325 research outputs found

    Nonparametric Identification of Multivariate Mixtures

    Get PDF
    This article analyzes the identifiability of k-variate, M-component finite mixture models in which each component distribution has independent marginals, including models in latent class analysis. Without making parametric assumptions on the component distributions, we investigate how one can identify the number of components and the component distributions from the distribution function of the observed data. We reveal an important link between the number of variables (k), the number of values each variable can take, and the number of identifiable components. A lower bound on the number of components (M) is nonparametrically identifiable if k >= 2, and the maximum identifiable number of components is determined by the number of different values each variable takes. When M is known, the mixing proportions and the component distributions are nonparametrically identified from matrices constructed from the distribution function of the data if (i) k >= 3, (ii) two of k variables take at least M different values, and (iii) these matrices satisfy some rank and eigenvalue conditions. For the unknown M case, we propose an algorithm that possibly identifies M and the component distributions from data. We discuss a condition for nonparametric identi fication and its observable implications. In case M cannot be identified, we use our identification condition to develop a procedure that consistently estimates a lower bound on the number of components by estimating the rank of a matrix constructed from the distribution function of observed variables.finite mixture, latent class analysis, latent class model, model selection, number of components, rank estimation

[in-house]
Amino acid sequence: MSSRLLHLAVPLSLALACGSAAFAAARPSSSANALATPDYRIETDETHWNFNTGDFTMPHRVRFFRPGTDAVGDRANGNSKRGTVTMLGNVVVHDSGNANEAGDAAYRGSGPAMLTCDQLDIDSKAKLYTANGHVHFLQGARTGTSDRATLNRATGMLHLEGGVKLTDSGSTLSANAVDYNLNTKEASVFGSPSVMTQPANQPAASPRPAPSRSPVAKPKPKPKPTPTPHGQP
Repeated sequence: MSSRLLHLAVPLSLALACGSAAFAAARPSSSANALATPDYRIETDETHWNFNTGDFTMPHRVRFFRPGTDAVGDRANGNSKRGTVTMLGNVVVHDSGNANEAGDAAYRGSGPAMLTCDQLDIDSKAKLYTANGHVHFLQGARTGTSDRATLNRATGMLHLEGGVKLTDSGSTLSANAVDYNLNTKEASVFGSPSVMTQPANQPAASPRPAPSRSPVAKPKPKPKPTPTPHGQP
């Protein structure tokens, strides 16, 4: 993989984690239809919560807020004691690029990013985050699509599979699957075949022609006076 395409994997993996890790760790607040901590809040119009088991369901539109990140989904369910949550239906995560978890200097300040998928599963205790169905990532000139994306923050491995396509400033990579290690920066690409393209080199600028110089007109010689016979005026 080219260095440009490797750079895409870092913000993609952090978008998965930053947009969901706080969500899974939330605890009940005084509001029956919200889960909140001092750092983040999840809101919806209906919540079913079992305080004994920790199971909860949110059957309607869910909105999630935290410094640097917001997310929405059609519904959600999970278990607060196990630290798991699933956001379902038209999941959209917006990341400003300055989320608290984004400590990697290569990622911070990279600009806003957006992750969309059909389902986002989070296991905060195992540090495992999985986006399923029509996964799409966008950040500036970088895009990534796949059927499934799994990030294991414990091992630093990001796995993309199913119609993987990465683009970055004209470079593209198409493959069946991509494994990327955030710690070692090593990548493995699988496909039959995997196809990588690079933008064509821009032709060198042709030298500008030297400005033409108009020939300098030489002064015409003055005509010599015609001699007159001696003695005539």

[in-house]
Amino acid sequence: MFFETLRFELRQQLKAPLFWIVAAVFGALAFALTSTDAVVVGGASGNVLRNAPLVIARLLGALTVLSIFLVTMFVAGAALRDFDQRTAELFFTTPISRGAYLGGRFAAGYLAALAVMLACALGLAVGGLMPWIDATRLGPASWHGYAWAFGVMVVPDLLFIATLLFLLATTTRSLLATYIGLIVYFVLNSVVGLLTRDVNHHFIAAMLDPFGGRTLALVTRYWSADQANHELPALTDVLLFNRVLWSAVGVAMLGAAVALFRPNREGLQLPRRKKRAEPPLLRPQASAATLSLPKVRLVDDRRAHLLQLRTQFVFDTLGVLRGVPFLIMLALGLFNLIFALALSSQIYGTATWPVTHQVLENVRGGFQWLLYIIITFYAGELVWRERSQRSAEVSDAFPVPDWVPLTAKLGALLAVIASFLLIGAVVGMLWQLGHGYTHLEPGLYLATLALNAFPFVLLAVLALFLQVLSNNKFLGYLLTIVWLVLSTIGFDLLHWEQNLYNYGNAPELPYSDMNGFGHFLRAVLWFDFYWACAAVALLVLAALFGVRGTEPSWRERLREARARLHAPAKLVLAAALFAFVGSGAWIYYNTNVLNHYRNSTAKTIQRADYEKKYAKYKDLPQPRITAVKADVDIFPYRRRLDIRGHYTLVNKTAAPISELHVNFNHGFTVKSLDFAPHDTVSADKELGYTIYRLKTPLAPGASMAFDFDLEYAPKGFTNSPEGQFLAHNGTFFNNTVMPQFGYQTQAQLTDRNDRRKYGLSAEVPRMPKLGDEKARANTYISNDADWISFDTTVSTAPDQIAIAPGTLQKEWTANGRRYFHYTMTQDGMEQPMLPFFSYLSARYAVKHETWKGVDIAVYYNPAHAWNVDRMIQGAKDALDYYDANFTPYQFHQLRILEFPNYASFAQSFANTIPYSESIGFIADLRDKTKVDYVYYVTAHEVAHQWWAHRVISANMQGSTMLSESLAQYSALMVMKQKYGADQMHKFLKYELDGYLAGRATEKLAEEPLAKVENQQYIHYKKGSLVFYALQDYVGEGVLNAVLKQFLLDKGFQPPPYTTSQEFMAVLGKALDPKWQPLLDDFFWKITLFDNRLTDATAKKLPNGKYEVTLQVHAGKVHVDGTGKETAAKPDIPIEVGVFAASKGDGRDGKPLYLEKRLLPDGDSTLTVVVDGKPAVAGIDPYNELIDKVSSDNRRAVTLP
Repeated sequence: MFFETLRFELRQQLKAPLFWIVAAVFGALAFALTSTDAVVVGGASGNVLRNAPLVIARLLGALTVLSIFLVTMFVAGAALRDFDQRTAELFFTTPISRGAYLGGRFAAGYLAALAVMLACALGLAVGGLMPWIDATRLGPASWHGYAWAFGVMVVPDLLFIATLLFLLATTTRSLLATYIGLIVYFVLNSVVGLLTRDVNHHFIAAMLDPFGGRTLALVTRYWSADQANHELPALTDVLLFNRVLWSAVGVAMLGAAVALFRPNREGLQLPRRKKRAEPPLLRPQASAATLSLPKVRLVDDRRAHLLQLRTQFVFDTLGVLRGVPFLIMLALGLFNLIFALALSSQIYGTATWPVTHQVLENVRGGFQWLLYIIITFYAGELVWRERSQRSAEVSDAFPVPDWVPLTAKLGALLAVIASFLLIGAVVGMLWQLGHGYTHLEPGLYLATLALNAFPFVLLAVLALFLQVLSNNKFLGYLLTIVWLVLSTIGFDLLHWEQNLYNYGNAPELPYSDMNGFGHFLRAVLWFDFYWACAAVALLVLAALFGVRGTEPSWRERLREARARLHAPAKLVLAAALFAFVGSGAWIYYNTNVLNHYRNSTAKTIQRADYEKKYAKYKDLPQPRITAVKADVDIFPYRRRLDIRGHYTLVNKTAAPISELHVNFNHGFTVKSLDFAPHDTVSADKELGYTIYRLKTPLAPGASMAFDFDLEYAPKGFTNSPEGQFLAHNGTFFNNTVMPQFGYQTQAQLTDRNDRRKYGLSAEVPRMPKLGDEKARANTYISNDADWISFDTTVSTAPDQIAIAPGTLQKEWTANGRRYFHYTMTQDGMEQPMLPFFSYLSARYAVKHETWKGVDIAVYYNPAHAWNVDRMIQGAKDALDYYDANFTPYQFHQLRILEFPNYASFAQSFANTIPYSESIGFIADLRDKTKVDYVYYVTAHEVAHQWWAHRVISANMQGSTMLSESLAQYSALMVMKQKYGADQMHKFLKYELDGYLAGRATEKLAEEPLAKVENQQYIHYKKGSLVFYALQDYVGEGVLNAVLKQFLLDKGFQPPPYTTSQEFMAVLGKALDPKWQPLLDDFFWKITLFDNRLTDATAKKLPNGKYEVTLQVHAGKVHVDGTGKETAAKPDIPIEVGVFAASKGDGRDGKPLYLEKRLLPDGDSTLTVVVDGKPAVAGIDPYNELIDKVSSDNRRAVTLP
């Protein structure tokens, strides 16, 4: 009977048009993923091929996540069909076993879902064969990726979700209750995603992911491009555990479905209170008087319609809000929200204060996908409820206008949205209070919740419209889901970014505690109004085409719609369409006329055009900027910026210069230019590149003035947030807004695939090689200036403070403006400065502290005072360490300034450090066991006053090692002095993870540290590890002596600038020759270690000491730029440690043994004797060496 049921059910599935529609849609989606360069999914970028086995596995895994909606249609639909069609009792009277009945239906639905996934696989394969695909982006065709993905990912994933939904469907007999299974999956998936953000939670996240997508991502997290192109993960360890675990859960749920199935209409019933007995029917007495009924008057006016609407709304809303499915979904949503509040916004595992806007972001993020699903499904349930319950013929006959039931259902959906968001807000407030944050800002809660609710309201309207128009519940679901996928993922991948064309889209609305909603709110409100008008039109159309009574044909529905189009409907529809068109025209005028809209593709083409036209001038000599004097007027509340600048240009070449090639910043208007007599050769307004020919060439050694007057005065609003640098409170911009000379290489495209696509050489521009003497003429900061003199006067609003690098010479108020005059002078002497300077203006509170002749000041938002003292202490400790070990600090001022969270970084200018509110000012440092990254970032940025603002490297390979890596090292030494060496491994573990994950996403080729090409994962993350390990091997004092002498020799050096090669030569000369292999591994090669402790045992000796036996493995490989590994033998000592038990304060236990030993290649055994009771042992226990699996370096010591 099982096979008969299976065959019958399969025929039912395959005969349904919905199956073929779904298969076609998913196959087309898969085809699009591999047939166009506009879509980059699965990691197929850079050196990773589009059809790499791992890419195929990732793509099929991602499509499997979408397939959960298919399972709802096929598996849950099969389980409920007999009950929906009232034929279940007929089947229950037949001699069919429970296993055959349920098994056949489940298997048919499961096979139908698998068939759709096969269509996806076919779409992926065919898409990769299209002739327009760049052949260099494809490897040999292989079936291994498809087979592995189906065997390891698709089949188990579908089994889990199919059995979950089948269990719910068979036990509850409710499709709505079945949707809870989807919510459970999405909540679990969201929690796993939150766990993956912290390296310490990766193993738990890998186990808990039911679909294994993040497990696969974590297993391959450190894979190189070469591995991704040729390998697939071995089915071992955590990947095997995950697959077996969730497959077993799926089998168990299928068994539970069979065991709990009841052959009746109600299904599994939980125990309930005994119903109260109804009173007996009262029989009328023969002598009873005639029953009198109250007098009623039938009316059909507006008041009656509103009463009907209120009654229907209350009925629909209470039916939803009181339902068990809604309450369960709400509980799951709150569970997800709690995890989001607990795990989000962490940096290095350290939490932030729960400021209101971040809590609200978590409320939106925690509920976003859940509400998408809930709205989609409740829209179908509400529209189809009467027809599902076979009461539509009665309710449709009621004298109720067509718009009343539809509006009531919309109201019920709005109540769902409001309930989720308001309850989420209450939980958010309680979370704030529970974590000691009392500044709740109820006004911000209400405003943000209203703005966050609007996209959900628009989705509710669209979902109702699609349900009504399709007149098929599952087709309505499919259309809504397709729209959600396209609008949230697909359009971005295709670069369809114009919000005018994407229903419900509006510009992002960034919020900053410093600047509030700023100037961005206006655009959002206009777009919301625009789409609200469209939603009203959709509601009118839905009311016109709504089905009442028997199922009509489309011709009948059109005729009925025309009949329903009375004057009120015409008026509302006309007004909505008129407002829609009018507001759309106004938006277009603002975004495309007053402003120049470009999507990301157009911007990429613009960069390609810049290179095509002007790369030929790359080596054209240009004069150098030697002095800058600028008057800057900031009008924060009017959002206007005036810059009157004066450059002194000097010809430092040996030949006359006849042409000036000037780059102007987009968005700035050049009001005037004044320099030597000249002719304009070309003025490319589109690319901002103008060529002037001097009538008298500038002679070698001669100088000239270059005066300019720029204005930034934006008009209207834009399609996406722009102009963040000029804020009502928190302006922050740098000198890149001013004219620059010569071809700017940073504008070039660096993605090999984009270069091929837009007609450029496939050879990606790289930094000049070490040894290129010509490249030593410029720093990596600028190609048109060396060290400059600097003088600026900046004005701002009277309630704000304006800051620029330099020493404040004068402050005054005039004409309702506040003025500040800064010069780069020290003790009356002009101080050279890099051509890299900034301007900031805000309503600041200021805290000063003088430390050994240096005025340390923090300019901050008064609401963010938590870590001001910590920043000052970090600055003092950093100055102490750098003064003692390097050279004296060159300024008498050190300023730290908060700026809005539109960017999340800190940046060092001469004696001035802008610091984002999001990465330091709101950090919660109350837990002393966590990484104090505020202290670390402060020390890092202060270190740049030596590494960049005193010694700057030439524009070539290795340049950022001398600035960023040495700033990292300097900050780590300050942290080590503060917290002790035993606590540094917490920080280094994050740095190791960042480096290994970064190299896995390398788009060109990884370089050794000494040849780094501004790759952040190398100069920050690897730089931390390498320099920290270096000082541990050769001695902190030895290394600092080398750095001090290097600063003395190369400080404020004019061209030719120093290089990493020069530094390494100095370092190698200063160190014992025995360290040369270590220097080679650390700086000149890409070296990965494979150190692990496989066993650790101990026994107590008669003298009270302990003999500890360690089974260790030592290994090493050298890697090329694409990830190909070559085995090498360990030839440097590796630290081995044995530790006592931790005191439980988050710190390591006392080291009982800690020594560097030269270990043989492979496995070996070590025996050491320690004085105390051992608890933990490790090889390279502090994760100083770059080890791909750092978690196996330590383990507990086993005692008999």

Nonparametric Identification and Estimation of Multivariate Mixtures

    Get PDF
    We study nonparametric identifiability of finite mixture models of k-variate data with M subpopulations, in which the components of the data vector are independent conditional on belonging to a subpopulation. We provide a sufficient condition for nonparametrically identifying M subpopulations when k>=3. Our focus is on the relationship between the number of values the components of the data vector can take on, and the number of identifiable subpopulations. Intuition would suggest that if the data vector can take many different values, then combining information from these different values helps identification. Hall and Zhou (2003) show, however, when k=2, two-component finite mixture models are not nonparametrically identifiable regardless of the number of the values the data vector can take. When k>=3, there emerges a link between the variation in the data vector, and the number of identifiable subpopulations: the number of identifiable subpopulations increases as the data vector takes on additional (different) values. This points to the possibility of identifying many components even when k=3, if the data vector has a continuously distributed element. Our identification method is constructive, and leads to an estimation strategy. It is not as efficient as the MLE, but can be used as the initial value of the optimization algorithm in computing the MLE. We also provide a sufficient condition for identifying the number of nonparametrically identifiable components, and develop a method for statistically testing and consistently estimating the number of nonparametrically identifiable components. We extend these procedures to develop a test for the number of components in binomial mixtures.finite mixture, binomial mixture, model selection, number of components, rank estimation
    corecore